I remember the early days of the Internet and blogs, people thought we would be all smarter with more access to information. But the data can be use to spread disinformation or we choose data to confirm our existing bias. Data mining is more important than ever.

  9. thomas hudson says:

    venn,

    not lies, just a little inaccurate:

    http://www.businessinsider.com/what-happened-with-jobless-claims-2012-10

    seems some california numbers were not included in the jobless claims. if those were included, it still would have beat most estimates, but nothing to brag about. job market still improving, but not at the rate we need it to.

  10. SecondLook says:

    I’m increasing being persuaded that the average GDP since 2000 is the new reality: 1.8% real average GDP growth – by consequence, if you remove the the best and worse years: 2000 @ 4.1@ and 2009 @ -3.5%, you still end up with just over that 1.8% figure.

    Round up and say 2% is what our economy is now capable of over the course of years (with obvious fluctuations), then the issue of unemployment has to looked at in a different way. That is, an unemployment rate below say 7.25-7.5% may simply be impossible to attain over the long run.

    If that is the case, then we have to consider how we structure ourselves, economically and socially to deal with a much higher rate of unemployment that we had during modern, post WW2 era.

  11. franklin411 says:

    Jack Welch: Doubling Down on Stupid

    OPINION
    Updated October 11, 2012, 1:18 p.m. ET

    Jack Welch: I Was Right About That Strange Jobs Report

    http://online.wsj.com/article/SB10000872396390444897304578046260406091012.html

  12. 873450 says:

    WHERE’S RICO?

    http://dealbook.nytimes.com/2012/10/10/e-mails-back-lawsuits-claim-that-equity-firms-colluded-on-big-deals/

    E-Mails Cited to Back Lawsuit’s Claim That Equity Firms Colluded on Big Deals
    By PETER LATTMAN and ERIC LICHTBLAU

    http://www.dailyscript.com/scripts/The_Godfather.html

    EXT DAY: BANK BUILDING (SPRING 1946)

    Day in Manhattan. An impressive Bank Building in the financial center of New York. Many limousines are parked, uniforms and plain-clothed CHAUFFEURS waiting quietly.

    INT DAY: BOARD ROOM (SPRING 1946)

    The Board Room of a bank, daylight shines in the windows.

    CARLO TRAMONTI, an impressive, handsome middle-aged man, sits quietly, smoking a Di Napoli cigar, OUR VIEW moves to a MAN sitting to his left, and a little to the rear, and settles on JOSEPH ZALUCHI, a moon-faced amiable-looking man; as the view continues, around the table, we HEAR:

    DON CORLEONE (O.S.)
    I want to thank you all for coming. I consider it a service done to me personally and I am in the debt of each and every one of you. Especially those of you who have traveled from such distances as California, St. Louis, Kansas City; and New Orleans…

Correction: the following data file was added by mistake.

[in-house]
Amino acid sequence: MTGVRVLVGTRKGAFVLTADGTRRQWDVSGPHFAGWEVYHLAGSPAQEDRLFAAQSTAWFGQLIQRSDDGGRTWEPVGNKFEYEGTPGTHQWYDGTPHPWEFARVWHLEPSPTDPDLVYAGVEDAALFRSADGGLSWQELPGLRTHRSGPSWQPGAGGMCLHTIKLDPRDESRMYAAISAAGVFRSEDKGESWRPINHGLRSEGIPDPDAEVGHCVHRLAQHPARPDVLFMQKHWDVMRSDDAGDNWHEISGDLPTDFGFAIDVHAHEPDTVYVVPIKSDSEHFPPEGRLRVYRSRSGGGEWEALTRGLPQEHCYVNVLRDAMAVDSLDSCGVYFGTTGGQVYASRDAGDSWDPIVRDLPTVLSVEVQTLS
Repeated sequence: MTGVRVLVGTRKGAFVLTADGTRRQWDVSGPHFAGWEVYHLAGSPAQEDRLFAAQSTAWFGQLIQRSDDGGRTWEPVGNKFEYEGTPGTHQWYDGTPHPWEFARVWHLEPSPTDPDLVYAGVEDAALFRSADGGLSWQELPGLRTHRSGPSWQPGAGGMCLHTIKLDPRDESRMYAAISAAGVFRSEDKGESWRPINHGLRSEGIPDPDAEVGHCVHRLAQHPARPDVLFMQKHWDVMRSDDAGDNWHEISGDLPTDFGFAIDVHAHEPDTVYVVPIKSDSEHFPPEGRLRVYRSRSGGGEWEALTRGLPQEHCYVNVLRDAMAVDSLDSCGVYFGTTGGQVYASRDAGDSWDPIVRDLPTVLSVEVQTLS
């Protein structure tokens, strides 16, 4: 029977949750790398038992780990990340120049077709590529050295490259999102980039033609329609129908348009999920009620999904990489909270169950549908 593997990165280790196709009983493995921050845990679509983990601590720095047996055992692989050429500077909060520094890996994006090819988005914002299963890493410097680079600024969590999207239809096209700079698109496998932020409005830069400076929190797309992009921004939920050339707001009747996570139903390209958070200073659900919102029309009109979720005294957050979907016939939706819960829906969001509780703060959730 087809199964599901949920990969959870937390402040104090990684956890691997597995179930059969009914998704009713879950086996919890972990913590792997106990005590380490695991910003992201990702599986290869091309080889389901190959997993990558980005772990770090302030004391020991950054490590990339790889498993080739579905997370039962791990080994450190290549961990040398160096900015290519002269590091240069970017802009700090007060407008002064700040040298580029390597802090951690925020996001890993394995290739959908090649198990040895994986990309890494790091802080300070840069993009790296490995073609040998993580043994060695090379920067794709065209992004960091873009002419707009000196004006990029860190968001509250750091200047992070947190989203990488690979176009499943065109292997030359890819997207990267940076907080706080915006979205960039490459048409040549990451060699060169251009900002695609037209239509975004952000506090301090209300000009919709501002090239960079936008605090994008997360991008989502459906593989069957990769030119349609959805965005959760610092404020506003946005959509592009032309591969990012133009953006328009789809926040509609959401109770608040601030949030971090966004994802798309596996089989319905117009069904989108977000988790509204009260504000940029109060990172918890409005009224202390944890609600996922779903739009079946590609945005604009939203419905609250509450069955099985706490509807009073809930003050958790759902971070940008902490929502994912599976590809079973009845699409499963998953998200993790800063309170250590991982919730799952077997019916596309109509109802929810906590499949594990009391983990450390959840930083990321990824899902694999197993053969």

The VIEW PASSES to FRANK FALCONE and ANTHONY MOLINARI, both younger than any of the others; then on to DOMENICK PANZA, short and squat sitting in a wheelchair; then around the table to DON VINCENENZO FORLENZA, who is whispering to his JEWISH ASSISTANT; the VIEW PASSES on to ANTHONY STRACCI, an older man, sipping from a drink and smoking a cigar; OTTILIO CUNEO, in his middle sixties with a jolly round face; then DON PHILLIP TATTAGLIA, a delicate older man with dyed hair and a pencil mustache; and finally, EMILIO BARZINI, in his early sixties, a man to ‘respect’; whom we had seen at CONNIE’s Wedding.

    DON CORLEONE
    Ah well, let’s get down to business. We are all honorable men here, we don’t have to give assurances as if we were lawyers. (he sits, gazes out at them, and sighs) How did things ever go so far? Well, no matter. A lot of foolishness has come to pass. It was so unfortunate, so unnecessary.

    The VIEW examines the room once again, as the DON speaks. A large, clicking board is changing numbers at various times, and two tapes, showing the fluctuations of the Market during the day’s trading, and projected above.

    DON CORLEONE pauses; and TOM HAGEN hands him a cold drink.

    DON CORLEONE
    Tattaglia has lost a son; I have lost a son. We are quits. Let there be a peace… he gestures expressively, submissively, with his hands) That is all I want…

    BARZINI
    Don Corleone is too modest. He had the judges and politicians in his pocket and he refused to share them. His refusal is not the act of a friend. He takes the bread out of the mouths of our families. Times have changed, it’s not like the old days where everyone can go his own way. If Don Corleone had all the judges and politicians in New York, then he must share them or let others use them. Certainly he can present a bill for such services, we’re not Communists, after all. But he has to let us draw water from the well. It’s that simple.